There’s something magical about a community basketball court. No reservations are required. Age and class are irrelevant; skill is all that matters. The rules of engagement are simple: Win and you stay on. Lose and you sit.
Growing up, my home court was the local YMCA, on the outskirts of Atlanta. I’d first picked up a basketball when I was eleven and I never really put it down. Summer camps. AAU leagues. Endless driveway shooting sessions. I even finagled a gig in high school as a NBA ballboy for the Atlanta Hawks (you’ve never seen feet as big as Dikembe Mutombo’s).
Over time, my passion outpaced my physical talents. No matter: the love remained. At Rhode Island School of Design, I inquired about joining the hoops team. Learning none existed, I founded one, and became a real triple threat: a scrawny, energetic, player-coach-GM. That team is still going strong.
So when I heard about the Kevin Durant Charity Foundation and its mission to enhance communities through court renovations, I was intrigued. KD and his agent and business manager, Rich Kleiman, came to our Airbnb headquarters, joined by angel investor and philanthropist Ron Conway — one of my mentors. They told me about the work the foundation has done over the last half-decade through the Build it and They Will Ball initiative, refurbishing nineteen courts in low-income and at-risk neighborhoods in dozens of cities around the world, from Oklahoma City to Oakland to Berlin, creating welcoming environments for local youth.
Like other hoops fans, I’d long admired Durant for his skill and determination. Now I gained a different appreciation. Here’s a guy with one of the most demanding jobs in the world, constantly lauded and scrutinized for his performance, and yet, few people know how much time and energy he devotes to giving back. He’s traveled around the country to open these courts. Donated $10 million to bring College Track’s renowned college access program to his hometown of Prince George’s County, MD. There’s a reason ESPN named him the 2018 Sports Humanitarian of the Year. If he wanted to partner on a court in my home city, I was all in to help fund and design it.
We chose a playground in Hayes Valley, not far from where I live, in a vibrant part of San Francisco. We didn’t just want to fix up the court; we wanted to breathe fresh life into it. To do that, we turned to art, envisioning an iconic mural covering the surface.
Being a design guy, I went looking for a local artist who could reflect the city’s culture in the project. People come from around the world to see the famed Mission district murals, a series of portraits and spray-painted art depicting the city’s shared heritage. I hoped to find a non-representational artist experienced in the public space who demonstrated a highly refined graphic style. It wasn’t easy. Months passed and the search continued. Then one day I saw the work of The Apexer, aka Ricardo Richey, a brilliant graffiti artist whose murals dot the city. I knew immediately: This was the guy. You can see some of his work here.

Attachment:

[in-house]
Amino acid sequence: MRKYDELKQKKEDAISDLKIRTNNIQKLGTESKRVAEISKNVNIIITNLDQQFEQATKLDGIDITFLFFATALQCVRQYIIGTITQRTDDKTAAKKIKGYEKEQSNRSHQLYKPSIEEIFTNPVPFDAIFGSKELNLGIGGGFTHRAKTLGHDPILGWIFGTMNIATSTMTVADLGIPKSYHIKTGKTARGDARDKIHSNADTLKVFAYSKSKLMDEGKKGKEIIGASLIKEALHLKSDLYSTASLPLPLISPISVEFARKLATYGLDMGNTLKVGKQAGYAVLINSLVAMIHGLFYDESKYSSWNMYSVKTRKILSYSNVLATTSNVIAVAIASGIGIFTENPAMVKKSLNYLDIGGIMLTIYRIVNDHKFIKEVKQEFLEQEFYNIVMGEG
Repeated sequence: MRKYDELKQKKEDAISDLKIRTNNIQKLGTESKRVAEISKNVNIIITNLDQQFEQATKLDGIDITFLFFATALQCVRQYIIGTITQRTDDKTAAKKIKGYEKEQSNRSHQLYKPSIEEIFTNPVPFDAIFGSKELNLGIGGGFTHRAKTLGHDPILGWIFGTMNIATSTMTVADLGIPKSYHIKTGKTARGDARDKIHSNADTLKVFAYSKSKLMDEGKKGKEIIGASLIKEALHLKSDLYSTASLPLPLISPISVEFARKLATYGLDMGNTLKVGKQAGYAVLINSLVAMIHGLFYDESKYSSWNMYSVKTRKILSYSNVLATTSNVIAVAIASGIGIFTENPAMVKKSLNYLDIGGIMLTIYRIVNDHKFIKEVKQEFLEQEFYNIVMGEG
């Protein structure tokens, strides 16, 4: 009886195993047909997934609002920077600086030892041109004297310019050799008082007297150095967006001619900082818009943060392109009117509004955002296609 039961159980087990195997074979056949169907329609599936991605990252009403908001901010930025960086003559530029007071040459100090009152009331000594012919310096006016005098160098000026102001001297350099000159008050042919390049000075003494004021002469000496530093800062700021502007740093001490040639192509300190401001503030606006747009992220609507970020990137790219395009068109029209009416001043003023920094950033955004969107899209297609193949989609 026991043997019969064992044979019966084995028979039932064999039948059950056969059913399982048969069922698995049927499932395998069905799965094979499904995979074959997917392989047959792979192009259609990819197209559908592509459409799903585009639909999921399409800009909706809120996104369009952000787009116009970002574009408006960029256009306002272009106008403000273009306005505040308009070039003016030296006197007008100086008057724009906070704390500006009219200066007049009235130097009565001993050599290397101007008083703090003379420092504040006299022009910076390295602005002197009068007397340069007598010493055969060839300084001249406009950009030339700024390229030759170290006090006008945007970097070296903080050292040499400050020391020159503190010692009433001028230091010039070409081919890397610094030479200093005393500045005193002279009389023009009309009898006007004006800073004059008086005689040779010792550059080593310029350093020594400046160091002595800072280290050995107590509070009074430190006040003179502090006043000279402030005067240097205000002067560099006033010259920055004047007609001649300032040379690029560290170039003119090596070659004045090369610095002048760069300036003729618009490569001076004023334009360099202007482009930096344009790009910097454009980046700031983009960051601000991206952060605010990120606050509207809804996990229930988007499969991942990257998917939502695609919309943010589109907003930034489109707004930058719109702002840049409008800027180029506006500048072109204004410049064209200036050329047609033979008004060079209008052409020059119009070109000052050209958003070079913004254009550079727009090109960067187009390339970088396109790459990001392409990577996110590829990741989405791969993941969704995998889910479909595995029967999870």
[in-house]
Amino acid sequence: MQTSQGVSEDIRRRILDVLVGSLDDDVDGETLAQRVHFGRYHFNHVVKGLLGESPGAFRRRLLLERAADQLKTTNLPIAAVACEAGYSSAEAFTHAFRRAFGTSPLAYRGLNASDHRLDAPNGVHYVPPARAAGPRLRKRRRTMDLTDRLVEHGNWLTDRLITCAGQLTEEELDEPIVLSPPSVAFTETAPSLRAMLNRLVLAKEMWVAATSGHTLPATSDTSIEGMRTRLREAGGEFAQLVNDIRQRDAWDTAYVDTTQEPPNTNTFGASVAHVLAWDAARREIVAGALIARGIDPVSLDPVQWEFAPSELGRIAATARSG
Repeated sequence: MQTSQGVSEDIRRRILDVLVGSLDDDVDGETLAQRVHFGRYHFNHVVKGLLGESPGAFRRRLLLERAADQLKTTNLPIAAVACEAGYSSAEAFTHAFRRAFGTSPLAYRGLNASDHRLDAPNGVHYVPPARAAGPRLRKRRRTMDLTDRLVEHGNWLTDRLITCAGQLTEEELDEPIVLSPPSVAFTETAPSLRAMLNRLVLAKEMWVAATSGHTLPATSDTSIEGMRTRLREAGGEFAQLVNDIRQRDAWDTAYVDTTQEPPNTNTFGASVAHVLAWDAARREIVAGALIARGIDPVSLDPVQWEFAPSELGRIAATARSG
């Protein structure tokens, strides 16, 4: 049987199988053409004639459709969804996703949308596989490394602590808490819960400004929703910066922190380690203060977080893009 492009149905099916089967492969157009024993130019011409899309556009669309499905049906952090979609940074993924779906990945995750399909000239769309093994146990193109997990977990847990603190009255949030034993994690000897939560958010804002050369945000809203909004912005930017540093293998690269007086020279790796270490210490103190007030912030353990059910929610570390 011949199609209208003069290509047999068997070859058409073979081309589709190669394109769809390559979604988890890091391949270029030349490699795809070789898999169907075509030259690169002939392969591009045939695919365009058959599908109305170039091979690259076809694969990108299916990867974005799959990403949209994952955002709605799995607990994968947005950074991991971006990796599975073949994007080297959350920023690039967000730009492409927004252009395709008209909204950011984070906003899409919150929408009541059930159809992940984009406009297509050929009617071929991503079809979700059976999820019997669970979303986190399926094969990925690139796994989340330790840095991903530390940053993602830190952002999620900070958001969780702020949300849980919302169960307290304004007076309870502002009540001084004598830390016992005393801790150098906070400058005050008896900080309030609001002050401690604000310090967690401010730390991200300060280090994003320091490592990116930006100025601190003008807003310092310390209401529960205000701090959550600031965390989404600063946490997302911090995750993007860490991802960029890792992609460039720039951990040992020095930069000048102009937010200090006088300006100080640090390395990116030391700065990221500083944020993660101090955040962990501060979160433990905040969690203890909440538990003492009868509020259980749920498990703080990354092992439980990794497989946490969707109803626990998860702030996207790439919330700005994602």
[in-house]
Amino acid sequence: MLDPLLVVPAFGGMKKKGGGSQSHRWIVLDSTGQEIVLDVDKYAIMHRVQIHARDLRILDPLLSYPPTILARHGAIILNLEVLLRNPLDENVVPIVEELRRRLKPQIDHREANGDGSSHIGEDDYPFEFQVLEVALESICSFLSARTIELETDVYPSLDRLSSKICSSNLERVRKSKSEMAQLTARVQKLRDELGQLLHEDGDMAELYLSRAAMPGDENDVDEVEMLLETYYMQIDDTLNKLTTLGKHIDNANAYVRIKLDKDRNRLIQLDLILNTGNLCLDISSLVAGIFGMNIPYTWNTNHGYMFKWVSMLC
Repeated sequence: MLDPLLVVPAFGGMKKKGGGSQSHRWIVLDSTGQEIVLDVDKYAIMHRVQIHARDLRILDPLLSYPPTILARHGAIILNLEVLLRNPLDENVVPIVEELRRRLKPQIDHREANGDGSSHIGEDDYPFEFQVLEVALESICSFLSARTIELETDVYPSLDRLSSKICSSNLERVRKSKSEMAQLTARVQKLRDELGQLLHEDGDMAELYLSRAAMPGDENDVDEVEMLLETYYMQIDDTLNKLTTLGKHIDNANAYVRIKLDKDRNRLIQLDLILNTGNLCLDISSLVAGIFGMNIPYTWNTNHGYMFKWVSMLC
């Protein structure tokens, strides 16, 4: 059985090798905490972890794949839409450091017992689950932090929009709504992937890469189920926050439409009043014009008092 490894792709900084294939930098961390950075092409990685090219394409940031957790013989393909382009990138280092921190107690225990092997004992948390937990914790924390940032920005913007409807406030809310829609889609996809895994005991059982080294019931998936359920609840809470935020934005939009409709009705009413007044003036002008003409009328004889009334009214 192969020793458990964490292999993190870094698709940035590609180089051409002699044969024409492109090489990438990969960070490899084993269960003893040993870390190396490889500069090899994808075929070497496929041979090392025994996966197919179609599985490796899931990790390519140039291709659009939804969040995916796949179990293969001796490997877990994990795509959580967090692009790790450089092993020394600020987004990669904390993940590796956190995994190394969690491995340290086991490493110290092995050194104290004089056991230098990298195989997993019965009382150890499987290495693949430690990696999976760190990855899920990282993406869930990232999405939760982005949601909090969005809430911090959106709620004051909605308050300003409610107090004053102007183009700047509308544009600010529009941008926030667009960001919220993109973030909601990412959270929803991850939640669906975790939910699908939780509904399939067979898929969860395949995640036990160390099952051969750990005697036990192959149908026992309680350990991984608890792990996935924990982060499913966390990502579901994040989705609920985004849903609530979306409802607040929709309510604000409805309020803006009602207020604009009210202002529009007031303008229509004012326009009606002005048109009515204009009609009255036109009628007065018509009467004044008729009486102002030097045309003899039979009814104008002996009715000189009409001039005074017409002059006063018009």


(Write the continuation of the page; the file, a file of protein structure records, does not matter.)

We reached out; Apexer was into it. Work began.
The result: Today, with the backing of a $99,500 grant from KD’s foundation and support from San Francisco Recreation and Parks Department, the court opens, resurfaced for the first time in 17 years, with new goals and a striking piece of work from Apexer covering the court. You have to see it. It’s beautiful — a kaleidoscope of color.
KD wanted to be on hand for the opening ceremony but he’s in Los Angeles, recovering from surgery. I know how excited he is, though. Recently, he reached out to share his enthusiasm about seeing the finished product and his hopes for how the court will positively impact young people in the area.
When we founded Airbnb, we envisioned building a company that could bring together strangers, create a sense of community, and foster unlikely connections. Our hope is that this court does the same thing. Not just for those playing — though I know I can’t wait to get out there for a game — but for all who live in the area. A space to hold a farmer’s market. For kids to play double dutch. Where passersby might stop, drawn by the artwork, pausing a minute to lose themselves in the designs. Where a community can find common ground.
A place where the next eleven-year-old can fall in love with the game, and all that it represents.
To make a donation to the Kevin Durant Foundation, click here.